H2 Viewers Aren’t Happy About Viceland Taking Over Their Channel
H2 viewers encountered quite a rude awakening over the past week.
Fans expecting to see shows like Ancient Aliens and Modern Marvels instead stumbled across a new crop of series with titles such as Balls Deep, F*ck That’s Delicious and Weediquette.
Nope, it’s not your father’s secondary History Channel anymore. Viceland, the new youth-skewing 24-hour cable channel from Vice Media and A+E Networks, replaced H2 on February 29. And although both media coverage and A+E trumpeted the news for weeks leading up to the switch, it still caught several audience members off guard.
“The only reason I didn’t get rid of cable was because of the H2 network,” one reader posted on Channel Guide’s website, which has now clocked more than 1,000 comments about the flip (many of them vulgar). “The new change is horrible. I now can leave cable and go back to streaming what I want.”
Another reader added: “The sad truth is that we are no longer the demographic to which the TV stations are marketing. They believe the under-30 crowd will produce the marketing dollars. Prepare for more of the same.”
An A+E Networks insider said the company was receiving the same volume of phone calls it gets from any show cancellation. “It’s pretty minimal,” he said. “We were pretty proactive about telling fans what was happening and where the programming would be available.”
And on the flip side, some reaction on Viceland’s Facebook page has been positive to the new channel: “I just stumbled upon this TV channel recently and i had never even heard of it, but now i am addicted to it,” wrote one poster. “I love all the variety it has and the different cultures. It truly is different and i like it a lot so far. Balls Deep is my favorite one so far. Viceland is one of my new favorite channels.” Added another, about Ellen Page’s new show Gaycation: “Incredible! So refreshing to watch something hard hitting & real. The interviewing, subject matter is just so touching & heartfelt.”
Although channel flips have become common these days, most makeovers are subtler than the steep turn from H2 to Viceland. When TV Guide Network turned into Pop, for example, it maintained programming such as soap opera repeats. ABC Family changed its name to Freeform this January, but kept the shows. Discovery swapped Military Channel into American Heroes Channel, but the network’s patriotic vibe remained.
In those cases, networks hope to hold on to part of the existing viewership base while also attracting a new crowd. But Viceland targets a much different (and extremely younger) audience than H2. Nielsen won’t release Viceland ratings yet, but the network has low expectations: According to Advertising Age, it is promising advertisers that it will initially deliver a paltry 0.1 rating among adults 18-49.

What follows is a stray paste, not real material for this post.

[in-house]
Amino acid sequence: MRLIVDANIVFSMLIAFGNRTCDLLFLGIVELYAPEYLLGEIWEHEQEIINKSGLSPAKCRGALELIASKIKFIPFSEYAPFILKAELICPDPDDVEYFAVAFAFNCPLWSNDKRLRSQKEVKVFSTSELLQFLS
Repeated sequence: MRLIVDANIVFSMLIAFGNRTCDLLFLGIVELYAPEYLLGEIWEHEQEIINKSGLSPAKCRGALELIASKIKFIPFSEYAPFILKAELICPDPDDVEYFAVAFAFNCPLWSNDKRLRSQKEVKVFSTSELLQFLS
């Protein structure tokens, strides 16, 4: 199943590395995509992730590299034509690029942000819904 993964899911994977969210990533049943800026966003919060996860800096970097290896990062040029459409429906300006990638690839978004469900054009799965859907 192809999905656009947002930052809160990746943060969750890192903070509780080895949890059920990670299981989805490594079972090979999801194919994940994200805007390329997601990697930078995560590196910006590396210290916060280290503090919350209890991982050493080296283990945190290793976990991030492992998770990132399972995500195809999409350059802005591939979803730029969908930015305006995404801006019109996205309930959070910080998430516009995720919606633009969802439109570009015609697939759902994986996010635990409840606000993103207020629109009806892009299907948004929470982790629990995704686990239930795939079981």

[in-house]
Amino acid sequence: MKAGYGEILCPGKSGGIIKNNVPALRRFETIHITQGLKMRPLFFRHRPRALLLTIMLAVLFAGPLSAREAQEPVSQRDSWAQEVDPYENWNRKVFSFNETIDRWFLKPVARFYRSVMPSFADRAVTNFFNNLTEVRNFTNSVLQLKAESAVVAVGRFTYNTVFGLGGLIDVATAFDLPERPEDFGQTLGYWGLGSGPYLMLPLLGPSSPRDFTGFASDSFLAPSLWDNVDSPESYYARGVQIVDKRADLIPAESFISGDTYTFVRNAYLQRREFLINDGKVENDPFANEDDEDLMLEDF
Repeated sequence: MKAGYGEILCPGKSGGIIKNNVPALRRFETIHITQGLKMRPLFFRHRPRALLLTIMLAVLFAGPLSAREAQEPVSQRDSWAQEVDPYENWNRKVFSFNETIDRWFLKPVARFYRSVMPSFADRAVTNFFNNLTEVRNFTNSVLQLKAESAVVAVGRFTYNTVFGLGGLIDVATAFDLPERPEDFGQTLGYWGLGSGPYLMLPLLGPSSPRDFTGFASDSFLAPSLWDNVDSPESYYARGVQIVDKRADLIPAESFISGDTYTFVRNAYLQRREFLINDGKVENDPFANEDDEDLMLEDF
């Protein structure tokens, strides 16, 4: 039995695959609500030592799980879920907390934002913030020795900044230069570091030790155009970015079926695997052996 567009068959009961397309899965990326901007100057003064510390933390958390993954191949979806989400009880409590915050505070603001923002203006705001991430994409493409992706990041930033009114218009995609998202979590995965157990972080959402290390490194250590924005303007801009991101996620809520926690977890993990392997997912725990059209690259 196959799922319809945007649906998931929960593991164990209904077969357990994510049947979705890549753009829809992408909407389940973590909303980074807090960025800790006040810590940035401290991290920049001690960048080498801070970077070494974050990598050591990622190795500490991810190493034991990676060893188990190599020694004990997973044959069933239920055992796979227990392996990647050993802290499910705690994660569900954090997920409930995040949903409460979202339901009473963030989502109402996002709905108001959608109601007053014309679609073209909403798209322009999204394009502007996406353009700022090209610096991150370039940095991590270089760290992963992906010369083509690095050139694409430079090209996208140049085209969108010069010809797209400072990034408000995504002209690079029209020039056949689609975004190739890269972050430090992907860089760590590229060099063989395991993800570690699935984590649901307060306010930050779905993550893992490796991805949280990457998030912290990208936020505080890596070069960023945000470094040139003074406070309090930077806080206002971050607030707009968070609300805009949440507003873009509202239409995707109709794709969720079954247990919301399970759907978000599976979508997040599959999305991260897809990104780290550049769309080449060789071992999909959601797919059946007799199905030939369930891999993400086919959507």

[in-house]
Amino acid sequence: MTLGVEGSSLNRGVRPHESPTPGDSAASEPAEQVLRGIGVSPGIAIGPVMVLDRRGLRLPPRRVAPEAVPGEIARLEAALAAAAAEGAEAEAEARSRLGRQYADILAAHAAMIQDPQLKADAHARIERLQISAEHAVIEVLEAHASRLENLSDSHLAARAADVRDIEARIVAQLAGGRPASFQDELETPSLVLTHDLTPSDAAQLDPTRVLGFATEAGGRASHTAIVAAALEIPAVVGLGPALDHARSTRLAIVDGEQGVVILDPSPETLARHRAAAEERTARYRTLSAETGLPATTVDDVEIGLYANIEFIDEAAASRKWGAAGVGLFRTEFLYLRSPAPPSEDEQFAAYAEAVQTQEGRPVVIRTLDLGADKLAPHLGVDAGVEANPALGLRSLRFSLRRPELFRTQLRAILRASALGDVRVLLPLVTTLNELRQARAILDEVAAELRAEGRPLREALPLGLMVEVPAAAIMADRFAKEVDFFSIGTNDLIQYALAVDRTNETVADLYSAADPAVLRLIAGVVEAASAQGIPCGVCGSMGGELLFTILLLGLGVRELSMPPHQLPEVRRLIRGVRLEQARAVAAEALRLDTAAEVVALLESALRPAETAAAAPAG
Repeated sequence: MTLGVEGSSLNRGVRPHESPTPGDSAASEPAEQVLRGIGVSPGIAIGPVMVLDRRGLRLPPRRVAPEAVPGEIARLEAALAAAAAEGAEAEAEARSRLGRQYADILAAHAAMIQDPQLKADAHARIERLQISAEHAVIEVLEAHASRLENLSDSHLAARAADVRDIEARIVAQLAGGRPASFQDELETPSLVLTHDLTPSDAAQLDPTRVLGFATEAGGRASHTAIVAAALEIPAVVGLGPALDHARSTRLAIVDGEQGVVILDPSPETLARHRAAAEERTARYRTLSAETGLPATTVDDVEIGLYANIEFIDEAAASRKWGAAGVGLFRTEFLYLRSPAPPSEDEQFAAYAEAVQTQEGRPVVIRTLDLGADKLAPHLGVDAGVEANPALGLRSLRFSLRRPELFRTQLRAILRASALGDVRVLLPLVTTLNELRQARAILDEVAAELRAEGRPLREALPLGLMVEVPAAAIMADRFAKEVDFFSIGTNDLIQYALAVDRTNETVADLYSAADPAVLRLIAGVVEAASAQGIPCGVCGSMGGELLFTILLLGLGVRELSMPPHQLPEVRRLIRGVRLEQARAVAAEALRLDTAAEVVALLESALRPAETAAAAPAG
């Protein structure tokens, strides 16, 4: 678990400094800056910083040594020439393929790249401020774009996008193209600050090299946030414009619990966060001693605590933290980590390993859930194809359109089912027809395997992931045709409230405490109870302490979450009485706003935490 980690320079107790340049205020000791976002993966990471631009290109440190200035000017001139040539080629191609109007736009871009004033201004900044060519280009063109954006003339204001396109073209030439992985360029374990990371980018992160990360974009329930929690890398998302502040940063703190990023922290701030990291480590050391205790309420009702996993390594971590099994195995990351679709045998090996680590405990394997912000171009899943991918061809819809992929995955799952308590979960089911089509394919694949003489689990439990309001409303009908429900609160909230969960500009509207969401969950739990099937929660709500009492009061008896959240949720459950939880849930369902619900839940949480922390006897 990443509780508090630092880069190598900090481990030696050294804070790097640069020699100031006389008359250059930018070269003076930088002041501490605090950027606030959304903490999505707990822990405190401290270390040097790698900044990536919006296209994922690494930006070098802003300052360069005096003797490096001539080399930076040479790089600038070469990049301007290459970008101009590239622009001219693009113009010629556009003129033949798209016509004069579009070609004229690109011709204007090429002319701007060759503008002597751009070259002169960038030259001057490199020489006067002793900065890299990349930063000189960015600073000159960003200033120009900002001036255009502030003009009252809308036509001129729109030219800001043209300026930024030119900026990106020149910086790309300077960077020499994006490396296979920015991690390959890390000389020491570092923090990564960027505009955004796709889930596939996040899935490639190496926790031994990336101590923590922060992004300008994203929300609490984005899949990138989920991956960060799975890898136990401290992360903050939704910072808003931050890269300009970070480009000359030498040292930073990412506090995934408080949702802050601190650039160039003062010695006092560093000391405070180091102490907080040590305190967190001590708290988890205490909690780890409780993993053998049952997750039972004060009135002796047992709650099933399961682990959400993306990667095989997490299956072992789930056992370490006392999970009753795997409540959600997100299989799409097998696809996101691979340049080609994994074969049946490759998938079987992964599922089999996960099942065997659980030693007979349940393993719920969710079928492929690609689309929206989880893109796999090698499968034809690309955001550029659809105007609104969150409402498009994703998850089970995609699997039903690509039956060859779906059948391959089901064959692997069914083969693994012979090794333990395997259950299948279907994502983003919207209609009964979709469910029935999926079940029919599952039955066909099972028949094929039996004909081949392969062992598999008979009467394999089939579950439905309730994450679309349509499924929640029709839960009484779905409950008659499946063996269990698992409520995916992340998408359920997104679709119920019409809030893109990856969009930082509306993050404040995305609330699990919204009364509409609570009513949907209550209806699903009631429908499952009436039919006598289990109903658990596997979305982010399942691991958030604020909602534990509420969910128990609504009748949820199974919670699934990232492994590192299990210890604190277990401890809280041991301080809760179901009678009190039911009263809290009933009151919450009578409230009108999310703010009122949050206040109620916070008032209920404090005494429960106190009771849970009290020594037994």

H2 was never a major ratings performer—it usually sat in the shadow of its much larger big sister, History, which remains one of cable’s most-watched networks. H2 launched in 1996 as History International, a sister to History Channel but focused more on world history. In 2011, the network was rebranded H2. As History Channel moved to more reality and scripted programming, much of its traditional documentary fare wound up on H2. But H2 also became known for its pseudo documentaries, particularly ones with a sci-fi bent.
In 2015, H2 averaged 392,000 viewers in primetime, placing it below Disney XD but above HLN in the rankers. The channel had dropped 11% vs. 2014.
For its final month of programming, H2 averaged 331,000 viewers. Its most-watched show for the week ending February 28—its final week on the air—was Hangar 1: The UFO Files, which averaged 516,000 viewers on Feb. 26.
H2 performed less in the adults 18-49 demographic–the one coveted by advertisers–which gave A+E further reason to make the switch, even though it might upset core viewers. It’s only been a week, so it’s too soon to tell whether H2 fans will have an impact, be it through social media or their cable providers.
It’s a gamble, of course, whether Viceland can go any better. Much of its target Millennial audience has been fleeing traditional TV for digital platforms. Viceland creative director Spike Jonze told reporters in January that Vice nonetheless wanted to launch a linear cable network because “for us, as a company to get this kind of production budget can still only be done in TV.”
As for what happens next to the H2 fare, viewers have so far said they haven’t been able to find any of it on the History channel. Nevertheless, A+E Networks says in a statement that “programming that appeared on H2 is now available on History and the History mobile app. Please check History.com for details.”
What do you think of the switch? Share your comments below. Here are a few less-vulgar comments found at ChannelGuideMag.com: